Pay Attention to the Extraordinary Shareholders’ Meeting of Takeda Pharmaceutical
There shall be an extraordinary shareholders meeting of Takeda Pharmaceutical on December 5 and its agenda is about the firms acquisition of Shire. As commented
in the last paragraph of my essay we are very interested in whether Japanese and non-Japanese institutional shareholders will favor this action , while Japanese instituitional investors have 31% of the firms share and non-Japanese have 35 %.
Takeda Pharmaceutical’s Extraordinary Shareholders’ Meeting regarding its acquisition of Shire, a major bio-pharmaceutical company based in Ireland, is expected to take place in December. Under the Tokyo Stock Exchange rules, third party subscription offering of new shares which results in a share dilution exceeding 25% requires a shareholders’ resolution. Given that it will be considered a preferred issuance, it will also require an extraordinary resolution of 2/3 shareholders’ votes. It is therefore that the coming Shareholders’ Meeting will be a forum to approve or disapprove the Shire acquisition.
Will Takeda be able to successfully integrate Shire after the merger? Shire is a company that has grown by successive M&As. Will Takeda management be able to control such veterans of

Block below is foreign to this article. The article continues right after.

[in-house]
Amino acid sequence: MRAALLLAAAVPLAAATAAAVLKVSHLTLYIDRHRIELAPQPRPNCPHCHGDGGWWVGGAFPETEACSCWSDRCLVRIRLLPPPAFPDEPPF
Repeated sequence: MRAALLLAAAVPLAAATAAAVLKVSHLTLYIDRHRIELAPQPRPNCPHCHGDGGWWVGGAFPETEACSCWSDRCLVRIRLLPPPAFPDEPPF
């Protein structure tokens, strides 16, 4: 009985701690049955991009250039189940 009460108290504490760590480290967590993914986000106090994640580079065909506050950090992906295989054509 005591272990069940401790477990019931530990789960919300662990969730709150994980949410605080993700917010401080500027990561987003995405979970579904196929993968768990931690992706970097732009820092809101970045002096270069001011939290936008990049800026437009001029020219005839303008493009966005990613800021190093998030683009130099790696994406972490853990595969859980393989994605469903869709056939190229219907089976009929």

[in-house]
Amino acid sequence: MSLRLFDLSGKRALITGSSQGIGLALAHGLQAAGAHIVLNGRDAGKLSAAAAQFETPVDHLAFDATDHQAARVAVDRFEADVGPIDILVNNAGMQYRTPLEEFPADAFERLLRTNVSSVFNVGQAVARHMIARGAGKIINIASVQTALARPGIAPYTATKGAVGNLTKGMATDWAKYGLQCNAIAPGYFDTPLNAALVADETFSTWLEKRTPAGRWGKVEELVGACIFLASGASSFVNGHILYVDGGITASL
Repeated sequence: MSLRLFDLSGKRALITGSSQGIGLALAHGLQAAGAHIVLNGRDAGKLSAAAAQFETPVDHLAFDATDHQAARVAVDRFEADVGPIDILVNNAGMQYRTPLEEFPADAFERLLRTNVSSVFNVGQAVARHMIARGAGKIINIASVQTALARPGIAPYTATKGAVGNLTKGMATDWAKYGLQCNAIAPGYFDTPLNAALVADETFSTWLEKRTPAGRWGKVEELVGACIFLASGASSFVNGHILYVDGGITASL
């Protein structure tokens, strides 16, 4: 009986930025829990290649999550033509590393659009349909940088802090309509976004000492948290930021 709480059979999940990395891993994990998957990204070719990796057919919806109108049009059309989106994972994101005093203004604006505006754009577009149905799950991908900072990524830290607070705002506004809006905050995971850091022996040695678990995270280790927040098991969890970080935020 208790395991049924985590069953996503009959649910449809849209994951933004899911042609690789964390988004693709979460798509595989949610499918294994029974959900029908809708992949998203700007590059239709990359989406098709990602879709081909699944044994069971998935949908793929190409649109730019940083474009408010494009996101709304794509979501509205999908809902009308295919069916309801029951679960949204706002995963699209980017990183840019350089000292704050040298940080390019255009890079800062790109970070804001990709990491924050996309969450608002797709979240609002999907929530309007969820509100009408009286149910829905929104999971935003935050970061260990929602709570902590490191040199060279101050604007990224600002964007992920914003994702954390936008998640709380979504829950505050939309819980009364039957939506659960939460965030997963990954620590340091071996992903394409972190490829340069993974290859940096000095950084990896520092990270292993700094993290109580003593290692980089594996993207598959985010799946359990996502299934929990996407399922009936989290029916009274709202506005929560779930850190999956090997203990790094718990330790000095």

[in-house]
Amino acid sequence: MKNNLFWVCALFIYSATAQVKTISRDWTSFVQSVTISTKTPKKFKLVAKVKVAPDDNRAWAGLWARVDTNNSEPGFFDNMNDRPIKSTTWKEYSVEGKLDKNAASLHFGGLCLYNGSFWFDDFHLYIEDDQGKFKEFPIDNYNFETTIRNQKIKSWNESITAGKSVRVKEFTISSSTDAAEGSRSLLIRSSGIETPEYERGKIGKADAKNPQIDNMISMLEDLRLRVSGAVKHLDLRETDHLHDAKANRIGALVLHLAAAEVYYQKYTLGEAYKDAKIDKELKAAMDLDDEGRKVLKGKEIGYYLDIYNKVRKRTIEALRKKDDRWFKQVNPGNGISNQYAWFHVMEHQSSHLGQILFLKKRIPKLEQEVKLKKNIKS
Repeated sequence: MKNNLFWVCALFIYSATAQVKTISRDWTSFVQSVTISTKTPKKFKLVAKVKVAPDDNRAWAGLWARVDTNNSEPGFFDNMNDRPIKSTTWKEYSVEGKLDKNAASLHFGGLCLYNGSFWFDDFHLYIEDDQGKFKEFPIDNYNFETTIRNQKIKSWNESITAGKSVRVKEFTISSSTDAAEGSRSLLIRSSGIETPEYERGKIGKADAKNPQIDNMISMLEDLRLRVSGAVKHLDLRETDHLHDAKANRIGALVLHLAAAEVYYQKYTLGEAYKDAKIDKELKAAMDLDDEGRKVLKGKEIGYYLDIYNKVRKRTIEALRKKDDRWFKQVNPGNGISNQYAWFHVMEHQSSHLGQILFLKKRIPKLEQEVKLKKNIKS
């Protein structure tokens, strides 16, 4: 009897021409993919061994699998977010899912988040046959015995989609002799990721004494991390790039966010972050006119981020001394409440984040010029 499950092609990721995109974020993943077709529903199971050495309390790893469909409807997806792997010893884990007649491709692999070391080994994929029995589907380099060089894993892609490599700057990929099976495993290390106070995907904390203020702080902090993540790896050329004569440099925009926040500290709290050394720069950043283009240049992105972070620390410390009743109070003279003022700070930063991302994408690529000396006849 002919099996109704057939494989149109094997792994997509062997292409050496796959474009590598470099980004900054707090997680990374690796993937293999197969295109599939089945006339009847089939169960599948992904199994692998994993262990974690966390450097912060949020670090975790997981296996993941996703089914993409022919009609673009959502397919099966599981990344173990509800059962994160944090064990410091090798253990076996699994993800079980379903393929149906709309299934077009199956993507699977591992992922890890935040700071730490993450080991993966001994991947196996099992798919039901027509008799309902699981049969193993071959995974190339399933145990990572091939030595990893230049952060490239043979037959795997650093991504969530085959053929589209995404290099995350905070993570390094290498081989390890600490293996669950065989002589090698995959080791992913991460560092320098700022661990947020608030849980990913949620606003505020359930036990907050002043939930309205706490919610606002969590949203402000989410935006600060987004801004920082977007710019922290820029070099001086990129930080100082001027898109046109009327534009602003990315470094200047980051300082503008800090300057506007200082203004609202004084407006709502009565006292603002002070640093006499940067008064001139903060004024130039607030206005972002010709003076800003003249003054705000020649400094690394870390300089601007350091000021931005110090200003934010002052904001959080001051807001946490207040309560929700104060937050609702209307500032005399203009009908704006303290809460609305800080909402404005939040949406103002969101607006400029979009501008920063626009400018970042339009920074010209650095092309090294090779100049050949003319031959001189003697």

many a battle? One needs to be extremely cautious of the enormous debt and goodwill it will take on. Shire carries on its book a very large amount of goodwill as a consequence of past acquisitions, Additionally, the payment of large premium by Takeda for the acquisition will also cause to bloat Takeda’s goodwill. If the post-acquisition operations do not proceed as planned, Takeda will need to write down the goodwill, and face a situation similar to Toshiba’s acquisition of Westinghouse. Takeda shares have dropped and have remained at some 30% below since the announcement of the proposed acquisition. Is this not a sign that investors are concerned about the pending M&A?
From the point of view of corporate governance, it is of upmost interest whether or not deep-down discussions took place on these issues and risks at its board meetings, including independent outside directors. Overseas investors also are vested with fiduciary responsibility to scrutinize the agenda before casting their votes. It is also of great interest how domestic investment advisory companies will vote, given their obligation to provide explanation under the Stewardship Code.
Trackback list for this article